Being very short, in case of polycystic kidneys one of the main probelm is that these cysts grow up everywhere in internal organs. So far, we cannot set up a human bodyshop and transplant firts a kidney, then liver and then pancreas, then cut off spleen, etc. Unfortunately, some of these people do not qualify for renal transplants for this reason alone, plus there come usual disqualifying factors of h/o non-compliance, substance abuse, not being willing to live within 30 min direct drive from the center, etc.

    Now, as a random person, you have approximately 1:100.000 chance to be another random person "perfect HLA match" for transplant (important for kidneys) and add to that blood antigens. In the list of US bone marrow donors, approximately 1 out of 430 persons eventually becomes a donor; other 429 never have a patient for whom they would be a good match. Transplant centers do test random strangers but mostly for research and also for avoiding family feuds and litigations, honestly.

    The List(s) are ranking lists of the patients avaiting transplants. They are run according to extremely sophisticated algorythms and not available not only for public but for 90% of people directly involved in the process to avoid cheating. A few years ago a family managed to bump their dying daughter to the very top of the adult list so that the child could get adult organ; they had to go almost to Congress for that.

    The best thing you can do if you would like to donate is to register your driver license as "donor". I do understand your noble move and passion to help this unfortunate patient, but by simple and clear math your chances to be a "match" are not that great, leaving alone all other process' sophistications and technicalities.
    Hi, Katie, and thanks for this information and for caring. I am going to look up UNOS and learn as much as I can because I really was startled about what I learned on that phone call and by what you have posted, which is most informative. Thank you again and God bless.

  • 1
    Nurse Beth likes this.

    Maybe you could see an ENT?

    Maybe you could speak openly with this young newbie, as you have here? Just being totally frank with her? Explain that you have lavaged and navaged and taken the Rx she gave you, but why not point out that the dose was too low? She is a beginner, you DO know your own body. And where is your regular doctor? Or an NP friend?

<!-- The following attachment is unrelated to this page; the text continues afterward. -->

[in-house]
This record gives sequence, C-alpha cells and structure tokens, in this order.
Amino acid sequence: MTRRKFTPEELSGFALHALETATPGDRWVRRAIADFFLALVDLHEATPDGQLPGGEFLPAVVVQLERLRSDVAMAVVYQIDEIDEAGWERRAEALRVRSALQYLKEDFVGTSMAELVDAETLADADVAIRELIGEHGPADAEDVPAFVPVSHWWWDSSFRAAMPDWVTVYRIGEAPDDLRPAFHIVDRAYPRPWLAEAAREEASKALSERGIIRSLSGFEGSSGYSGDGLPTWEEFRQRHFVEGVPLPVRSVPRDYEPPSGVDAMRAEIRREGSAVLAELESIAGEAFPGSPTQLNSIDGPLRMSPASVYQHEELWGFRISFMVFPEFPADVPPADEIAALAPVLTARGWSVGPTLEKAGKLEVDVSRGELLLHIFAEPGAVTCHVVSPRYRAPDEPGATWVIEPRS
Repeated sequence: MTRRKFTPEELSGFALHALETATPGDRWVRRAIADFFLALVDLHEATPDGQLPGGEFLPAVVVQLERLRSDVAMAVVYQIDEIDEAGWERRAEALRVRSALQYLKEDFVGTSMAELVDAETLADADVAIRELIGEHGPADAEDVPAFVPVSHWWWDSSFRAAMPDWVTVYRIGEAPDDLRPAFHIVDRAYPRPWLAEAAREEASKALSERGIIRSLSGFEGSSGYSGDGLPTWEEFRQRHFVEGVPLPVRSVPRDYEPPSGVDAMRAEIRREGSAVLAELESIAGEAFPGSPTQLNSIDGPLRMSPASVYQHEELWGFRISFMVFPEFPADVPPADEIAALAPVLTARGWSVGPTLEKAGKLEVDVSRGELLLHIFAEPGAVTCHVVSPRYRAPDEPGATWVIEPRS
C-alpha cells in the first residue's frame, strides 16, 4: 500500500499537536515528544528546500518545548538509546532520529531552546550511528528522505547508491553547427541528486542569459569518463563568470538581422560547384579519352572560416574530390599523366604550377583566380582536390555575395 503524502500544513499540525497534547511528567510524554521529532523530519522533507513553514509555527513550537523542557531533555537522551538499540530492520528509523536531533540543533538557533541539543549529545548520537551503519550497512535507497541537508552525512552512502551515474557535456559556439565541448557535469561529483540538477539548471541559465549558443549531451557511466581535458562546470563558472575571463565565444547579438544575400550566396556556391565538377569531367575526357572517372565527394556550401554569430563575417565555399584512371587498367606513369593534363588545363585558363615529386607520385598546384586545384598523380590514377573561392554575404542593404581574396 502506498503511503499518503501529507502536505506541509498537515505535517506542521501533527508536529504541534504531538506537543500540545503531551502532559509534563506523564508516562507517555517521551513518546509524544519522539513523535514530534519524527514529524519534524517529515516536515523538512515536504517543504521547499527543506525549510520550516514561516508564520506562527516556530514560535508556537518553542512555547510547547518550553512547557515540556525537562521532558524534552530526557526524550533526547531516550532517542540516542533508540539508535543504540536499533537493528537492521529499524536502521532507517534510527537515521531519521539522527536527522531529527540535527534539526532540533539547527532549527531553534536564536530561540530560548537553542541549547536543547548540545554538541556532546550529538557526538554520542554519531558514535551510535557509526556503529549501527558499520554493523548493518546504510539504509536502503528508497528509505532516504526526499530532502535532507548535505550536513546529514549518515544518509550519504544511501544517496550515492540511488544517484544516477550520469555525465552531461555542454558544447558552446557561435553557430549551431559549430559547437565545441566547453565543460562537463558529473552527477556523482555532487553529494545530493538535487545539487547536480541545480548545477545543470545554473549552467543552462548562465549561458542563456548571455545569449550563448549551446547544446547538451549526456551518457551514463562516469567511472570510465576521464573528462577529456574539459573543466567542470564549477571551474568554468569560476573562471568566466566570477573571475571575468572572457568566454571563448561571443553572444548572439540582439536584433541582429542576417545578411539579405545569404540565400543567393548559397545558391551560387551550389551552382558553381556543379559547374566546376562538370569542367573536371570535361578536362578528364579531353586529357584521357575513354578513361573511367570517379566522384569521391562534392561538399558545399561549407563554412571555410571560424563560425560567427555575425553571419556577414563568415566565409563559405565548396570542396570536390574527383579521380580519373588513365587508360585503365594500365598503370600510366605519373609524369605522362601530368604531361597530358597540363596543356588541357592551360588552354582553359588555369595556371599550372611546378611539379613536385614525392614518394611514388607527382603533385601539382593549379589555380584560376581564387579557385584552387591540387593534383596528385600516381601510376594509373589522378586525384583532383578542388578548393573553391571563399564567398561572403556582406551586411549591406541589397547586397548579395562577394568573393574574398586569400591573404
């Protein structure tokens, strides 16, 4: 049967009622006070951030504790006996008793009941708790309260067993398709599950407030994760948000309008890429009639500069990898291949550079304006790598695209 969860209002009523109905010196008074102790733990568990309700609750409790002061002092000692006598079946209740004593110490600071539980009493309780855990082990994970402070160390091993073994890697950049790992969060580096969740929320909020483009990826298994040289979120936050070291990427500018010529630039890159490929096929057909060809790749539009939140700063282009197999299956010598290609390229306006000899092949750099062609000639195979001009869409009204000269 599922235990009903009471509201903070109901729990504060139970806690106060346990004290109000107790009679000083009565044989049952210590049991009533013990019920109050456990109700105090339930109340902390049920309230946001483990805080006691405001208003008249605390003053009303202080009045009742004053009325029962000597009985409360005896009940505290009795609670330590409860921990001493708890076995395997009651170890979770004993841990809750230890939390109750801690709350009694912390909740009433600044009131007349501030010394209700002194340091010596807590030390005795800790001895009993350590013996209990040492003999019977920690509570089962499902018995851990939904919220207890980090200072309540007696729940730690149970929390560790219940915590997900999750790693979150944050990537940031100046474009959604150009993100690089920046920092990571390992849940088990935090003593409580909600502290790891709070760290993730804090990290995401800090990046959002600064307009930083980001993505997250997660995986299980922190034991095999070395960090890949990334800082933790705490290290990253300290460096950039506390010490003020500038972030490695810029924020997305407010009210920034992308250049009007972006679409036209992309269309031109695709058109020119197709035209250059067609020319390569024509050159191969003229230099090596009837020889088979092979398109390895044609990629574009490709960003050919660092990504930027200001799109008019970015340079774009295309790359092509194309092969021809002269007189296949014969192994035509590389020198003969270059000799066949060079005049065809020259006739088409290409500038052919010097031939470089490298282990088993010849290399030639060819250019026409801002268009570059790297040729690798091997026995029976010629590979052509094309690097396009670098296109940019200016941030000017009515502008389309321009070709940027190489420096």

Any doctors from whom you could wrangle some good old hallway Medicine?

    Or order something online. Or get accupuncture to start the draining. Got a dentist buddy?

    Please let your Senators and Reps know, Fed and state, what you have been going through. Not to mention the scholars who say we should not give antibiotics for sinusitis.

    Do you have green drainage? Drop it by Dr. Textbook's office.

    Go to the ER or Walk-In clinic.

    I am surprised you are having this problem, Beth. I truly wish you the best. Sudafed, cool steam, hot steam, Vicks Vaporub (name brand works best for me). Chicken soup. Herbal medicine, other non-Western allopathy.

  • 0

    Quote from dishes
    Encourage the LVN to ask her malpractice insurance provider if keeping a journal of conversations with patients, changes in their medical condition and change of shift notes, is violating patient confidentiality and privacy and if the journal can be subpoenaed in court.
    The journal contains confidential health information without the informed consent of the patient
    The journal contains conversations and unique medical information that may make it possible for a patient or colleagues to identify a patient
    The journal is not stored in a secured manner
    A malpractice lawyer can clarify some of misconceptions that the LVN has about keeping a journal, it is not as harmless as she believes.
    Is pt consent necessary for this purpose?

    How do we know where or how it is stored?

    Where does the author find the time?

  • 0

    I called today to a major, world-renowned, magnet facility to ask about becoming a donor.

    Well, hush my mouth. The first person (and I am controlling myself to not say "idiot' - oops) who answered the phone in the Liver Transplant section of this "fantastic" hospital could not tell me the procedure to get tested to see if I'm even close to being able to donate liver tissue. She then said the pt must be on "the List". I asked, as one might, "What List". UNOS, came the reply. I asked "What is UNOS". It's the list. Well, how do I contact the list? Where are they located? Could you point me in the right direction? "Well, who is her doctor?" came the reply, and you get the idea. Then the charmer hung up. (I didn't know the doctor right off the top of my head
    because I didn't know getting tested would require me to know the pt's doctor or whether the pt was on UNOS).

    Not being too happy about the lack of information and flabbergasted that this world-class hospital was really just a schlock joint where they don't seem to really want donors, I called back and got the RN Director of the program. She was much more informative and I know now the next steps I have to take. But I am also shocked to learn that this particular hospital only works on children with hepatopathology. Also, she told me that there are enough cadaver donors these days, so that people like me, who want to help a specific person, are not all that sought after. She said liver was not like bone marrow or even kidney transplantation, in that

    She suggested I call other facilities on either East or West coast or see if UNOS can offer any direction.

    I thought people were just crying for organs, but I guess I am wrong. Or maybe there's not enough money the hospital can make. I believe donors really just are no longer needed except for kids. Maybe I am just hurt and irked but I will think long and hard before feeling sorry enough for someone else again to offer this kind of self-sacrifice.

    Live and Learn

  • 0

    Go to work in the ER. Congrats and Best Wishes